It was bizarre at first glance to see this glamorous instrument and the charming genius of Scottish/Australian James Crabb on a church sanctuary stage where moments before a Eucharist had been celebrated. Crabb gave a recital of pieces for classical accordion, and as an added bonus, gave us a brief and illuminating exposition on the differences between the traditional squeezebox and its classical stablemate. The concert began and finished with the familiar sounds of tango from Piazzolla and Kats-Chernin, with three short transcriptions from Rameau harpsichord pieces as a centrepiece. On either side of this were two contemporary works. The concert took its title from Psalm 130, the De Profundis of Sofia Gubaidulina. I am somewhat embarrassed to confess that I had never heard of her before, but Gubaidulina (now 91) is said to be one of the foremost Russian composers of the later 20th century. The piece, and Crabb, explored the fullest range of the accordion’s expressive possibilities, with startling deep notes conjuring a vision of the Psalmist’s depths of despair, and the tenderest diminuendo providing comfort. After the Rameau, Crabb introduced the world premiere of Talk, a piece created for Crabb by the Australian composer James Ledger and giving full rein to the virtuosity of his playing. I thought this concert was thrilling and exciting, and was disconcerted to find myself behind a couple in a queue later in the day saying they thought it was completely awful modern music!

Critiques Brutales Sunday 12.45pm

And for a hilarious interlude over a light lunch, Festival directors Monica Curro and Stefan Cassomenos entertained us with a choice selection of savage reviews of what are now some of our most highly regarded and beloved masterworks. These were read by Curro with Cassomenos improvising on the music that had inspired the vitriol – for example Wagner’s Meistersinger being described as “boneless tonal mollusk” and the indictment of Tchaikovsky’s Romeo and Juliet as “scratching a glass plate with a sharp knife”. A reference to “vastly underqualified critics” gave me pause for thought, as that’s pretty well what I am! The readings were interspersed with trivia questions for the audience, which was a lot of fun (especially when we won twice).

Schubert Swansong Sunday 2pm

The award-winning young Melbourne-based Partridge Quartet gave an inspired and inspiring rendition of the epic Schubert String Quintet in C major, often regarded as the pinnacle of Schubert’s chamber music. Despite being in the front row with a clear view of the sensitive communication among the group, one just wanted to close one’s eyes and revel in the vibrant, expressive and often passionate playing. Jos Jonker (violin), Mana Ohashi (violin), Eunise Cheng (viola) and Daniel Smith (cello) were joined by Svetlana Bogosavljevic taking the second cello part. We had heard them play this work in Musica Viva’s first concert in March (on that occasion with James Morley as guest cello), and their Port Fairy performance easily rivalled it.

Closing Gala: Regeneration Sunday 3:30PM

The weekend’s festivities concluded with a gala celebration from what felt like a cast of thousands on a huge stage in the local sports stadium. It was a vastly improved experience from earlier years in this venue. It must present formidable challenges for the sound people to get the balance right, and this time they pretty much did. A big improvement too was the use of lighting spots on the soloists, so we could see them properly from afar.

There was a mix of professionals and amateurs, supported by some excellent sound engineers. As well as many of the musicians who had given us some wonderful music-making over the weekend, the program included instrumentalists and choristers from all over Southwest Victoria. Michael Dahlenburg was the conductor holding it all together, which he accomplished with expertise. As at past festivals, we marvelled at the high standard of musicianship in regional Victoria, and great credit is due to Curro and Cassomenos for their inclusive programming.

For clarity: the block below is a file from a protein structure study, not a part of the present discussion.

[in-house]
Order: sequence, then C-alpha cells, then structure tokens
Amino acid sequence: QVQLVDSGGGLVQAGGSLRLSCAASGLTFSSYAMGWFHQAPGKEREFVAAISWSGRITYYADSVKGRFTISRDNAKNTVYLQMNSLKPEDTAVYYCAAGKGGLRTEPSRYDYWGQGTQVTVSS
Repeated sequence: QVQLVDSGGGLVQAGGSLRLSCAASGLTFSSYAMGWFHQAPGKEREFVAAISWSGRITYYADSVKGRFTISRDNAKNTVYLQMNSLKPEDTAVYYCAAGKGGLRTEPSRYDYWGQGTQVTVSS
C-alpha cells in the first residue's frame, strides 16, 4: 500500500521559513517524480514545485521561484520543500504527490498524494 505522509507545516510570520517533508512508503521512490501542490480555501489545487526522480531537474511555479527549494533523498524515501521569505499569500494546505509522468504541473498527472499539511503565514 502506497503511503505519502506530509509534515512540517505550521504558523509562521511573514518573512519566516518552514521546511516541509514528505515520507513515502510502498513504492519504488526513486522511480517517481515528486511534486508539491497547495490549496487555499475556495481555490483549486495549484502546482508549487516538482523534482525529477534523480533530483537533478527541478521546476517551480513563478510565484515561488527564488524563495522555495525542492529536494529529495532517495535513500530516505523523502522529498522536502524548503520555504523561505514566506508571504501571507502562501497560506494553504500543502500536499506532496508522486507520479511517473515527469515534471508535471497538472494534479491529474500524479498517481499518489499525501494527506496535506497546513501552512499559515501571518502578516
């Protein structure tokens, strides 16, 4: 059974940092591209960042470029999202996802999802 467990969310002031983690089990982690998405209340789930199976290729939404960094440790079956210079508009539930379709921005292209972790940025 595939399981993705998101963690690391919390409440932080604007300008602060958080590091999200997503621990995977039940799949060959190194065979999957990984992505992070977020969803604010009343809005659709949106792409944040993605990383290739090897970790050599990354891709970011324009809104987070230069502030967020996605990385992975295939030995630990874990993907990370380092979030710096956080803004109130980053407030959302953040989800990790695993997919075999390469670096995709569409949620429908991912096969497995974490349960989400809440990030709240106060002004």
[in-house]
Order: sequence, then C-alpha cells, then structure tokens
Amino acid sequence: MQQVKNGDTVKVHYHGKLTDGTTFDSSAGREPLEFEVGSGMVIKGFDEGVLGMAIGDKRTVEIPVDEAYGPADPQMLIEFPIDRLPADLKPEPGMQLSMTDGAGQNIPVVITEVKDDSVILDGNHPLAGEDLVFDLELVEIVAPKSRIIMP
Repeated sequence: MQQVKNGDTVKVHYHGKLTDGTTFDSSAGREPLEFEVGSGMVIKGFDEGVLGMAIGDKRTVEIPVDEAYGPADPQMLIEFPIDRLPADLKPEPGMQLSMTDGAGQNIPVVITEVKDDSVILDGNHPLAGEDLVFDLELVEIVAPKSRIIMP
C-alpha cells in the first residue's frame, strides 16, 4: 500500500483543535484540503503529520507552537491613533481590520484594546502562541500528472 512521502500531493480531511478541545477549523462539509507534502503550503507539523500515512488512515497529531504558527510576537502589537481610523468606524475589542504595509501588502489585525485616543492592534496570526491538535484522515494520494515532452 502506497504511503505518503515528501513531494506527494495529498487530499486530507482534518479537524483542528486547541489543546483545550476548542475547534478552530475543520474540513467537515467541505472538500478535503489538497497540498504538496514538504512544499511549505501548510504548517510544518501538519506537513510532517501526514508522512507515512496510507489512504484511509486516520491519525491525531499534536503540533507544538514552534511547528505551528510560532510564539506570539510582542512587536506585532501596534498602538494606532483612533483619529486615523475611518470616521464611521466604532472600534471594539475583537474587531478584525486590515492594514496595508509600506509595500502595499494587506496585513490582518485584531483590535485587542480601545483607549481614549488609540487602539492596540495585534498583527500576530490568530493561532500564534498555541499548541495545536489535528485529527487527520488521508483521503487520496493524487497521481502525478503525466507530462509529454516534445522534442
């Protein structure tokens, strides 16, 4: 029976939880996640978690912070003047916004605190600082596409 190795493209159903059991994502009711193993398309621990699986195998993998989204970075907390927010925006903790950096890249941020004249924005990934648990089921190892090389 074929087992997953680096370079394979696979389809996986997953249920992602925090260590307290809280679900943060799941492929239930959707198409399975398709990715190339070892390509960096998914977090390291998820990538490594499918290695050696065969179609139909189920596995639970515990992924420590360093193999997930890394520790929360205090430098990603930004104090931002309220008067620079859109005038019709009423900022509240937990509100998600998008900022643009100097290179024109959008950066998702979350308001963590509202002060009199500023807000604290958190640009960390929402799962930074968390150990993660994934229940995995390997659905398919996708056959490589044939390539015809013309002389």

The concert opened with Vaughan Williams’ Serenade to Music with Songmakers Australia showcasing their talents as soloists joined by Polyphonic Voices and the Port Fairy Spring Music Festival Orchestra (some Festival soloists, members of Corpus Medicorum, the Warrnambool Symphony Orchestra and other regional instrumentalists – and notwithstanding Curro’s description of herself as “second fiddle”, she was a very capable concert master). The performance was first-rate and, despite the large orchestra, there was a pretty good balance between soloists and choir.

Next was the premiere of And the Sweetness Worked Its Charm written by Dermot Tutty in collaboration with the two Port Fairy primary school choirs. Brenton Spiteri impressed as solo tenor, and the children were supported by (although sometimes drowned out by) the Port Fairy Spring Music Festival Chorus (members of Polyphonic Voices, Cantori, the U3A Port Fairy Choir and regional choristers). Matan Franco’s orchestration splendidly supported the accurate and enthusiastic singing. It was a good vehicle for young voices, and I could imagine Tutty expanding it for it to be picked up by an organisation like Victorian Opera for their Youth Opera program.

The remainder of the program comprised a variety of well-known opera choruses and arias including Brenton Spiteri and Nick Dinopoulos as tenor and bass-baritone soloists, and local guest soprano Leah Oswin, who had a lovely voice that alas didn’t carry as well over the large orchestral forces. Some were rollicking good fun, and two were more contemplative, with Oswin doing justice to Vilja’s Song from The Merry Widow of Lehár, and a haunting solo from Monica Curro in Massenet’s Méditation from Thaïs enhanced by convincing “harp” accompaniment from Katz on keyboard. Dinopoulos nailed the “Toreador’s Song”, wooing the audience with swagger in a bright red jacket. The concert finished with a rousing performance of the “Drinking Song” from La Traviata, with Oswin and Spiteri as soloists and the audience invited to sing along with the chorus!

A good time was had by all, and judging by the conversation around us, the capacity audience departed to return home very satisfied with their return to Port Fairy Festival.

Image supplied.


Kristina and Bruce Macrae reviewed the 2022 Port Fairy Spring Music Festival, co-directed by Monica Curro and Stefan Cassomenos, and performed by a host of musicians at multiple venues in Port Fairy from October 14-16, 2022.